A ‘digital stamp’ may also be referred to as a ‘signature image', 'digital signature image', 'stamp image’, or 'digital stamp image’. All these terms include the word image, stamp or both.
Digital acknowledgment/Digitial consent
A signature that is the result of performing cryptographic operations over a document using a digital signature key. Depending on the type of operations performed, it may be possible to provide the ability to verify one or more of the following three attributes of the document.
authenticity of identity of the signer of the document, that is that the name, pseudonym or other representation associated with the digital signature is authentic (is inextricably linked with the individual that create the digital signature).
integrity of the document, that is the document has not changed in content or composition since the time at which it was digitally signed.
non-repudiation of the document, that is that the document’s signer cannot successfully dispute the validity of their signature on the document and its intent. Document integrity and authenticity of the identity of the signer are prerequisites of this attribute.
Essentially, a digital signature depends on prior verification of the identity of the person who was in possession of the digital signature key, and requires that it has subsequently been kept safe from theft or copying. This is possible if the persons that digitally sign the documents and those that rely on the digitally signed documents can agree and trust a mechanism by which the signature key can only be used by the intended person. Typically this can be achieved by having the digital signature key certified by a trusted certificate authority.
By itself, a digital signature does not require a visual representation of the signer's handwritten signature. That said, it is often accompanied by such a digital stamp to provide a visual cue that the document has been signed.
A legal concept. The basic premise of an electronic signature is that it is data logically associated with a digital document that was the result of the signer performing a signing operation on the digital document. An ‘electronic signature’ may also be referred to as an ‘e-signature'.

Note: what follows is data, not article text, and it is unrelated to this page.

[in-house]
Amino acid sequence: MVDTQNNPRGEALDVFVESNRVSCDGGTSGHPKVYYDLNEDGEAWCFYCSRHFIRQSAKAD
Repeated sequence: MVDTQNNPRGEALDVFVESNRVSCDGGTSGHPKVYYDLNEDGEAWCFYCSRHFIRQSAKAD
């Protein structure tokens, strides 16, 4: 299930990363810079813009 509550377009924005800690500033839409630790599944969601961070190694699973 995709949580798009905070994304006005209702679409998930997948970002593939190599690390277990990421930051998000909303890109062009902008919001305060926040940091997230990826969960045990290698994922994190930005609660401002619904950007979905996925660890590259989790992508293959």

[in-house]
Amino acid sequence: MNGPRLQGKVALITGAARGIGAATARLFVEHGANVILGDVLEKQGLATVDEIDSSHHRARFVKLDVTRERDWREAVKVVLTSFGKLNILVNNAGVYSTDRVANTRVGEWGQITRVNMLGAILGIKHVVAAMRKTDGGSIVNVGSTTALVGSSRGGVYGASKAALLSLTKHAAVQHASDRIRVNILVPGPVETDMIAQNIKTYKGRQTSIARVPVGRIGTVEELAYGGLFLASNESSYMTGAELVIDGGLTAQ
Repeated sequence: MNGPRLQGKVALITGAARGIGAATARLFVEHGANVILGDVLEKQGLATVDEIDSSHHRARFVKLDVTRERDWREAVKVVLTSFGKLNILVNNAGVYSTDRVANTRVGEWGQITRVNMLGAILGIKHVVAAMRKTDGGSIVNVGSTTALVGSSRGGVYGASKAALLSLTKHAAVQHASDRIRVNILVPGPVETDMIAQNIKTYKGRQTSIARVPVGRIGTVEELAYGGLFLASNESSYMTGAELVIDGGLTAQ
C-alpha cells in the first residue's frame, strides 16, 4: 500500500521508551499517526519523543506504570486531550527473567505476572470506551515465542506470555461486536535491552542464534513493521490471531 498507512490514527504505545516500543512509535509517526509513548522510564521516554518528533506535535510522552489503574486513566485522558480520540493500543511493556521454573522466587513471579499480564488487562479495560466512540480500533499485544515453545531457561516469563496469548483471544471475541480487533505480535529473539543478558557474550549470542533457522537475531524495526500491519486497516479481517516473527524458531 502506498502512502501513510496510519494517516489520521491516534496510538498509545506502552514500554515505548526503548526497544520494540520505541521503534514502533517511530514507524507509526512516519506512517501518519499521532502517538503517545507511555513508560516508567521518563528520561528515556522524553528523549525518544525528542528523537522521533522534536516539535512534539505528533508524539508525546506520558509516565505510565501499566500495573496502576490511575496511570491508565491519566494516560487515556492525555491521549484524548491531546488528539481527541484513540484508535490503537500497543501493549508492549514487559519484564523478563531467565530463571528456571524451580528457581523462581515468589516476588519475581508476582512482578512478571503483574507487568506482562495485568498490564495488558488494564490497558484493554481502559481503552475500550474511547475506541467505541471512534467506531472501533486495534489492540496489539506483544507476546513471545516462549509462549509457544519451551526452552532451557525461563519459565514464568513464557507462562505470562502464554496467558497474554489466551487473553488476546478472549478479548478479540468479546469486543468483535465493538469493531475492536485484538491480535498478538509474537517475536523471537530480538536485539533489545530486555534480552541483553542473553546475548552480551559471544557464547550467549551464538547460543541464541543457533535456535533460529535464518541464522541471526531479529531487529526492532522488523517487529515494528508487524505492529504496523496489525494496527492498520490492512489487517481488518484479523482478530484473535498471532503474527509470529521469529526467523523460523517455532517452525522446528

As you can see this is a loose definition and does not specify the characteristics of the signature or how it is to be created. Given the different types of electronic signatures that exist today, the EU eIDAS regulation (more on this later in the blog series) sought to classify electronic signatures as either ‘simple’, ‘advanced' or 'qualified’
1. ‘Simple’ electronic signature: an umbrella term used to refer to any electronic signature that does not meet the criteria of an advanced electronic signature (as defined below).
A ‘simple’ electronic signature comes in many different forms, such as simply typing your name, clicking an ‘I accept’ button, or drawing your signature with a mouse or touchscreen. It could also take the form of, a digital stamp, a digital acknowledgment, digital consent or a digital signature.
Simple electronic signatures tend to, but do not necessarily, require some form of authentication from the signer before they can be affixed to a document. This may involve entering a password or confirming an email address associated with the signature.
2. Advanced electronic signature: an advanced electronic signature builds on the digital signature mechanism and has the following four characteristics within the applicable law that it operates.
It is a digital signature in a particular format and using a particular scheme as prescribed by the applicable law;
The signer’s identity is a ‘natural person'. That is, the signer is an individual human being and not a business or governmental organization, etc. (see 'Electronic Seal’ below);
The name, pseudonym or other representation on the digital signature is uniquely linked back to the signer’s true identity; and
It is possible to demonstrate that the signer provided consent for the creation of the digital signatures and that it was not possible for any other person to request or otherwise interfere with the creation of the signature.